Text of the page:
Cumminsville – Dakota
Situated one mile apart, the histories of Cumminsville and Dakota will be forever linked not only by their geographical proximity, but by the cataclysmic explosion in 1884 of a gunpowder factory that decimated both communities. The villages’ stories illustrate early successes of Nelson Township while also exemplifying the dangers presented by the manufacturing industry of the period.
The Village of Cumminsville was settled by a grain merchant named Titus Cummins in 1844. For many years Cumminsville was a bustling village which would rival the towns of Lowville and Kilbride in significance. In 1877, the village had a population of 200 people, a grist mill, a general store, a telegraph and post office as well as the Schooley and McCoy Furniture Factory (Turcotte 1989).
The site that became known as the Dakota Mill had a very different origin. Dorothy Turcotte (1992) explains that there is a legend about the name ‘Dakota Mill.’ The legend suggests a group of Dakota Indians camped nearby on government land. When it was time for them to move on, there was one girl who was too ill to travel. A local family offered to take care of her. As time passed, the small girl grew up to marry a local boy. When the mill was built (sometime in the 1840s), the local people named the Mill (and by extension the settlement) after the young Indian girl’s tribe (Turcotte 1992).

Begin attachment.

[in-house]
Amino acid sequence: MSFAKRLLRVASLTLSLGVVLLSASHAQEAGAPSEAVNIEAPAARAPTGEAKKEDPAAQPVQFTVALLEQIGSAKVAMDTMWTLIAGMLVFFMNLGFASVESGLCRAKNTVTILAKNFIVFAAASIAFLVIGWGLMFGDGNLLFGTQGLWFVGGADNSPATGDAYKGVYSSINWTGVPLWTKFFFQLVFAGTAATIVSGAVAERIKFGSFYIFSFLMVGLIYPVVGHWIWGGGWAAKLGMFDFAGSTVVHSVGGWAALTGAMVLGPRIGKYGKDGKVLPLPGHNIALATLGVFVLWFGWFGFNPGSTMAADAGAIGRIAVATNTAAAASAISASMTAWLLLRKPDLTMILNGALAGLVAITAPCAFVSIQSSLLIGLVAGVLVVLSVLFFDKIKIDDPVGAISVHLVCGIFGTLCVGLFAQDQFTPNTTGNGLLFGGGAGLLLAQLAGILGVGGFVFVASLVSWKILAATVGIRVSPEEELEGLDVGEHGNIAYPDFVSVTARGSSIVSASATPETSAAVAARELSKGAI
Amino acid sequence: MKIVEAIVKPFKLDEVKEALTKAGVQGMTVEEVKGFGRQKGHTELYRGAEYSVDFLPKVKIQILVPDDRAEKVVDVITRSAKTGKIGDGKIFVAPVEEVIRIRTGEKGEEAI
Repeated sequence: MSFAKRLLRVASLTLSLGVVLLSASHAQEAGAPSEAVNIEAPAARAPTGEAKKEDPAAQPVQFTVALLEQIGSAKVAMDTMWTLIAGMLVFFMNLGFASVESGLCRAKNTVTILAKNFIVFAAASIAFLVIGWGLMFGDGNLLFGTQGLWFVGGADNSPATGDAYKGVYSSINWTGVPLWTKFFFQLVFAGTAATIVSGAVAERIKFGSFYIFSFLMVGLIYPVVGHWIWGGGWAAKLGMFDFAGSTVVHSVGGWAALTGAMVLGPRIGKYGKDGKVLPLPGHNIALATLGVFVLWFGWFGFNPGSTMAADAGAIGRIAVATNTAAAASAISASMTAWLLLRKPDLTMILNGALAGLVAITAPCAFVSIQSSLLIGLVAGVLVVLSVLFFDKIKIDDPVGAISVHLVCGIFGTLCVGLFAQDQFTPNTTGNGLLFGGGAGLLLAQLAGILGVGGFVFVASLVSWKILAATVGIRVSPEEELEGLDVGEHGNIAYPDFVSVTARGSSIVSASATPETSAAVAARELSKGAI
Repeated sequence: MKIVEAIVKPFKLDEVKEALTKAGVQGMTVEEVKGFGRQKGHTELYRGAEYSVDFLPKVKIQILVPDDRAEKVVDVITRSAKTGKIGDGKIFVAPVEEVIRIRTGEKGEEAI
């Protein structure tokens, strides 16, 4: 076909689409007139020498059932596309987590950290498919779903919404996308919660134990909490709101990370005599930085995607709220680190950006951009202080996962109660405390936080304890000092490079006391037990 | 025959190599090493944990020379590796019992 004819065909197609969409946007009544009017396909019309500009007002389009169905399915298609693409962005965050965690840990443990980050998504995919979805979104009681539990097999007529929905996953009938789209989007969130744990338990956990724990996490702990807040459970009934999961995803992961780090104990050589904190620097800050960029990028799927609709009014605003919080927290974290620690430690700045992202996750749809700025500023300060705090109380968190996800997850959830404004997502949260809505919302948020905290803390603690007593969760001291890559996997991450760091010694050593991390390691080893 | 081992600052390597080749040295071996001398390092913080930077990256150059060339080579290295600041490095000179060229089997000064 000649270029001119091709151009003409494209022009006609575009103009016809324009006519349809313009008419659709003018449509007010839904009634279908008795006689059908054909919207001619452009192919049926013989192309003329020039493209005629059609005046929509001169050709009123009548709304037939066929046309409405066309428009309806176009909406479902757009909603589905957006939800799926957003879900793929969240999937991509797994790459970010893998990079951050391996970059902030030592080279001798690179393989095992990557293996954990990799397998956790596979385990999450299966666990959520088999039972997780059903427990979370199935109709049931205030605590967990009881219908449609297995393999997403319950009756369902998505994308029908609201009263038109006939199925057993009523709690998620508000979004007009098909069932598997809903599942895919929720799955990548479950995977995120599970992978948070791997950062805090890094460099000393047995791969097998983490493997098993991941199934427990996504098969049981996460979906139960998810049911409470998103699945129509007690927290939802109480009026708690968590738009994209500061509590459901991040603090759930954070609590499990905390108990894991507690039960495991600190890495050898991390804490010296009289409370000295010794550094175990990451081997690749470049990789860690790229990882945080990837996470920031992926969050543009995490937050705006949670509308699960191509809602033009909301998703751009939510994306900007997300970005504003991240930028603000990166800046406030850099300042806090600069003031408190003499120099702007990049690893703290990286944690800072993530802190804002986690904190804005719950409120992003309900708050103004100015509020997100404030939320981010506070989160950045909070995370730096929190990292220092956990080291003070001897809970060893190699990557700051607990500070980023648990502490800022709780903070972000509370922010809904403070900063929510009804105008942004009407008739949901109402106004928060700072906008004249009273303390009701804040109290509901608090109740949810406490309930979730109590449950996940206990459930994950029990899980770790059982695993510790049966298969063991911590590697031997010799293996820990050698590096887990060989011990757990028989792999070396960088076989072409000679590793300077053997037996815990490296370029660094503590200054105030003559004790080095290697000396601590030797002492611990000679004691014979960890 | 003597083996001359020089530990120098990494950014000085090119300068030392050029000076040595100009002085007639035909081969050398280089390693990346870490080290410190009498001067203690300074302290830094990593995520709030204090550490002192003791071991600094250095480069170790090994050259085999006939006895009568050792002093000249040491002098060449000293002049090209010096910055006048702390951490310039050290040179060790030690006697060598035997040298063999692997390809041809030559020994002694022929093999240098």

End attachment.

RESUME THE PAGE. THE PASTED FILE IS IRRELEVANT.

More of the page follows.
While Dakota did not have the same services as Cumminville, it did have a major factory. The Canada Powder Company factory was built in 1854, employing approximately 200 employees from surrounding communities of Kilbride, Cumminsville and Dakota. This factory produced gunpowder and used materials that were imported from Turkey and Chile (Turcotte 1989). The powder was used for blasting along the railway’s route through the Canadian north (McDonald 2011). The factory was the pride and joy of the surrounding communities.
On October 8, 1884 there was a mighty explosion at the gunpowder factory. Stories have been recorded describing that the blast could be heard all the way from Owen Sound to St. Catharines and that people in Hamilton saw the mushroom cloud of smoke and felt the earth shake (Turcotte 1989). The cause of the explosion was never solved. The Powder factory was never rebuilt. Both Cumminsville and Dakota suffered greatly from the explosion. With the loss of one of the area’s major employers and the significant loss of buildings, the population of the communities moved to neighbouring villages to resume their lives.
During the explosion, the mill in Dakota, then referred to as Harvey’s Mill, survived unscathed. The mill operated as one of the last remnants of Dakota until November 1979 when it burned down. The ruins are still visible today.
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